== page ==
While I have suggested the use of coloured foliage, there are also plants with berries and flowers at this time of the year and your autumn garden might also contain some of these to extend the all too fleeting period of display from the changing leaves. An example of this type of garden might include a tree, Liquidambar in a larger garden, Rhus or Amelanchier if space is limited. Liquidambar with its Maple-like leaves is a favourite here in France, while Amelanchier boasts attractive shrimp-pink new leaves, white flowers and black berries in addition to its bright red autumn leaf colour. Common Rhus is lovely but we have just planted the variety Tigers Eyes which promises spectacular leaf colour from a more modest sized tree.
Next we might add a shrub and Arbutus could fit the bill very well. It is evergreen and at this time of the year carries both Lily of the Valley-like flowers and fruits which resemble strawberries. More flower and scent too, could be added using rose pink Viburnum bodnatense Dawn, which will continue to give pleasure throughout the winter. Down at ground level you could try the Autumn Crocus or Colchicum, with huge pink or white flowers. Waterlily is a double variety which has given us much pleasure over the years.
In between these a few herbaceous perennials: Anemones like September Charm, and perhaps a few grasses. In our last English garden we had a huge clump of Cortaderia richardii, a form of Pampas from New Zealand, but also Miscanthus in several varieties, Pennisetum and others, all adding to the beauty of the garden with their feathery flower panicles.
While our new autumn garden is young you could fill in the gaps with some Pansies, but the allocated space will soon fill and give pleasure for years to come.
AUTUMN COLOUR FAVOURITES
I am always being asked for my favourite plants – a impossible request when I love so many and my choice changes faster than the seasons – but I will suggest a few you might like to try.
Trees for autumn leaf colour
• Liquidambar (Sweet Gum) with maple-like leaves and corky bark, leaf colour in good forms is crimson and gold. Beware of cheap seedling-grown plants which may not colour well; try Worplesdon or some other known variety.
• Quercus rubra (or Red Oak) is a large tree planted extensively in local woodlands. Best colour is on lime-free soil.
• Sorbus aucuparia Asplenifolia has both orange berries and bright red foliage in the autumn. There are many other types of Sorbus, all of them worth considering.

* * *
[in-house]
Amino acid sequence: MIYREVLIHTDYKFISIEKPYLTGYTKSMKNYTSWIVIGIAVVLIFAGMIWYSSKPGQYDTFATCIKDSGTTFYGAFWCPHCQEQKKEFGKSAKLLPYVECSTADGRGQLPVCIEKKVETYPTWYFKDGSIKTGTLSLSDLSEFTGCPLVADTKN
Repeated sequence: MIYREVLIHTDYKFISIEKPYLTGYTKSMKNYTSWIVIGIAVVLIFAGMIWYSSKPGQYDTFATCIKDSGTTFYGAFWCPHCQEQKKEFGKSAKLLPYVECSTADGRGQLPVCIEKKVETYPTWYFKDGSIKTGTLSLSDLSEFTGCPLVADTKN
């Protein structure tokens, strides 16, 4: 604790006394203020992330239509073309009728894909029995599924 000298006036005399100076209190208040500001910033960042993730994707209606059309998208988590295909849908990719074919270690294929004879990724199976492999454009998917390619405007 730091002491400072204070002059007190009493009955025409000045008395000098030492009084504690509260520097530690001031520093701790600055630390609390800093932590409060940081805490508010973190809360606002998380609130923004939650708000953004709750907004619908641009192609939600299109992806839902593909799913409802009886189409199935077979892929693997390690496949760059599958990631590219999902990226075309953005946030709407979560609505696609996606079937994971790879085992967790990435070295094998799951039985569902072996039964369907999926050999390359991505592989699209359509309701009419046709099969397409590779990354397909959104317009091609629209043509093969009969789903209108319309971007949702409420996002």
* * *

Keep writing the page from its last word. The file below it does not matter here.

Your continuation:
Shrubs for autumn leaf colour
• Acer japonicum Aconitifolium and other Japanese Maples for attractive cut foliage turning crimson. Best in a little shade.
• Cotinus coggygria Grace is a spectacular variety of the Smoke Tree, native to the south of France, with purple-red foliage turning scarlet. The leaves are translucent so if you can, position it to be viewed in the evening sun.
• Deciduous forms of Azalea colour richly with yellow, orange and crimson forms according to variety. Bright flowers in the spring, often sweetly scented. If you have the space and soil which is not chalky, grow lots!
Autumn flowering plants
• Hebe Great Orme. A superb evergreen shrub whose pink and white flowers are produced over a very long period, often to Christmas.
• Kaffir Lily, Schizostylis, a South African bulb flowering in shades of pink and ideal for a warm spot.
• Anemone hybrida Honorine Jobert with pure white flowers and yellow stamens, looking lovely next to Maples in our garden.
• Miscanthus sinensis Zebrinus. A late flowering grass with gold bands decorating the leaves. Great in cut flower arrangements.
Plants with berries / fruits
• Pyracantha is a spiny shrub often trained against walls or used as a hedge. Stunning crops of yellow, orange or red berries. The birds will thank you for it.
• Pernettya: highly decorative berries on small evergreen bushes, but only for acid soils.
• Malus. Crab Apples in a wide range of forms, but generally ideal for a small garden. I’m fond of yellow fruited Golden Hornet.
• Cotoneaster. There are low ones, tall ones, variegated plants and weeping forms. For a large space Cornubia is unsurpassed and for yellow berries match it with Rothchildianus
Ask me tomorrow and I would come up with a completely different list of favourites but I hope this brief look at the possibilities will inspire you to celebrate autumn colour in your own garden